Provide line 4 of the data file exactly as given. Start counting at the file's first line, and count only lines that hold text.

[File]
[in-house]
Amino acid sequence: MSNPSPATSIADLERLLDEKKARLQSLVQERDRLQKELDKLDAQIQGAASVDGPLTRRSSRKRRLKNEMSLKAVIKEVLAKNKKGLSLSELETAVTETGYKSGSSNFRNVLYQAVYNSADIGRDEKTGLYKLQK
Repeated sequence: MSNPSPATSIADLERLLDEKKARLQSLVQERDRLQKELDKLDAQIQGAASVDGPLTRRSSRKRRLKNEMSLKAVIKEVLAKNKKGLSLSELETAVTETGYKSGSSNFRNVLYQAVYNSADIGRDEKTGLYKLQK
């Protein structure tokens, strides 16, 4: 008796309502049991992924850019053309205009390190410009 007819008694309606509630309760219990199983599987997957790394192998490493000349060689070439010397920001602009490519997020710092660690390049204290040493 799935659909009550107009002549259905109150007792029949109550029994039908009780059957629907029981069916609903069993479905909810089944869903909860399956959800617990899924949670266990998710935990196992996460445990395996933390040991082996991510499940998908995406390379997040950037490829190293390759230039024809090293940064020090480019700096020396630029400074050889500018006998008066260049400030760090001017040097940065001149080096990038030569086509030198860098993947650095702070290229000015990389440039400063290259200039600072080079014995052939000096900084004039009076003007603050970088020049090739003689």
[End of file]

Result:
């Protein structure tokens, strides 16, 4: 008796309502049991992924850019053309205009390190410009 007819008694309606509630309760219990199983599987997957790394192998490493000349060689070439010397920001602009490519997020710092660690390049204290040493 799935659909009550107009002549259905109150007792029949109550029994039908009780059957629907029981069916609903069993479905909810089944869903909860399956959800617990899924949670266990998710935990196992996460445990395996933390040991082996991510499940998908995406390379997040950037490829190293390759230039024809090293940064020090480019700096020396630029400074050889500018006998008066260049400030760090001017040097940065001149080096990038030569086509030198860098993947650095702070290229000015990389440039400063290259200039600072080079014995052939000096900084004039009076003007603050970088020049090739003689």